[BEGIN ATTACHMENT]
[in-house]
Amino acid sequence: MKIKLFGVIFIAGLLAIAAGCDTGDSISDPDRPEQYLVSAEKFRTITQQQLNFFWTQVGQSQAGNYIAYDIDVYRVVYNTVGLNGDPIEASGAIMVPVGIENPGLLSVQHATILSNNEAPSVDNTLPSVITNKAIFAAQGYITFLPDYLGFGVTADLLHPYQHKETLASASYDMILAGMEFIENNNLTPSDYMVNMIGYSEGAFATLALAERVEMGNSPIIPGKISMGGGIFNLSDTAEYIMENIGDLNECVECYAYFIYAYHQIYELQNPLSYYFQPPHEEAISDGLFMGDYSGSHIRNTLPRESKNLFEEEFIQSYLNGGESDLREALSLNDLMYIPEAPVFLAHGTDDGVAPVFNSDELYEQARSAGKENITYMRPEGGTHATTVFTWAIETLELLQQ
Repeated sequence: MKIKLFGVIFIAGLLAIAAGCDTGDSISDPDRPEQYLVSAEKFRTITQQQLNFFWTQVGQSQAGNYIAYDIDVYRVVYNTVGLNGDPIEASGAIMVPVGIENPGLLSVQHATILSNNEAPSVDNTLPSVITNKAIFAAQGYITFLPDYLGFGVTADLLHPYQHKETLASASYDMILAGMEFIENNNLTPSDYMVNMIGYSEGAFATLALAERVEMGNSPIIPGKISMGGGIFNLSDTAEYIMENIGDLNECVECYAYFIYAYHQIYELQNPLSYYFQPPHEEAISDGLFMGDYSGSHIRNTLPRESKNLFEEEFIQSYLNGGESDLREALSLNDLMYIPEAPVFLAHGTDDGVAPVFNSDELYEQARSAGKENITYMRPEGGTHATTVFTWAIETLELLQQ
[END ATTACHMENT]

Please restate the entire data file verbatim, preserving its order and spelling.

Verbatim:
[in-house]
Amino acid sequence: MKIKLFGVIFIAGLLAIAAGCDTGDSISDPDRPEQYLVSAEKFRTITQQQLNFFWTQVGQSQAGNYIAYDIDVYRVVYNTVGLNGDPIEASGAIMVPVGIENPGLLSVQHATILSNNEAPSVDNTLPSVITNKAIFAAQGYITFLPDYLGFGVTADLLHPYQHKETLASASYDMILAGMEFIENNNLTPSDYMVNMIGYSEGAFATLALAERVEMGNSPIIPGKISMGGGIFNLSDTAEYIMENIGDLNECVECYAYFIYAYHQIYELQNPLSYYFQPPHEEAISDGLFMGDYSGSHIRNTLPRESKNLFEEEFIQSYLNGGESDLREALSLNDLMYIPEAPVFLAHGTDDGVAPVFNSDELYEQARSAGKENITYMRPEGGTHATTVFTWAIETLELLQQ
Repeated sequence: MKIKLFGVIFIAGLLAIAAGCDTGDSISDPDRPEQYLVSAEKFRTITQQQLNFFWTQVGQSQAGNYIAYDIDVYRVVYNTVGLNGDPIEASGAIMVPVGIENPGLLSVQHATILSNNEAPSVDNTLPSVITNKAIFAAQGYITFLPDYLGFGVTADLLHPYQHKETLASASYDMILAGMEFIENNNLTPSDYMVNMIGYSEGAFATLALAERVEMGNSPIIPGKISMGGGIFNLSDTAEYIMENIGDLNECVECYAYFIYAYHQIYELQNPLSYYFQPPHEEAISDGLFMGDYSGSHIRNTLPRESKNLFEEEFIQSYLNGGESDLREALSLNDLMYIPEAPVFLAHGTDDGVAPVFNSDELYEQARSAGKENITYMRPEGGTHATTVFTWAIETLELLQQ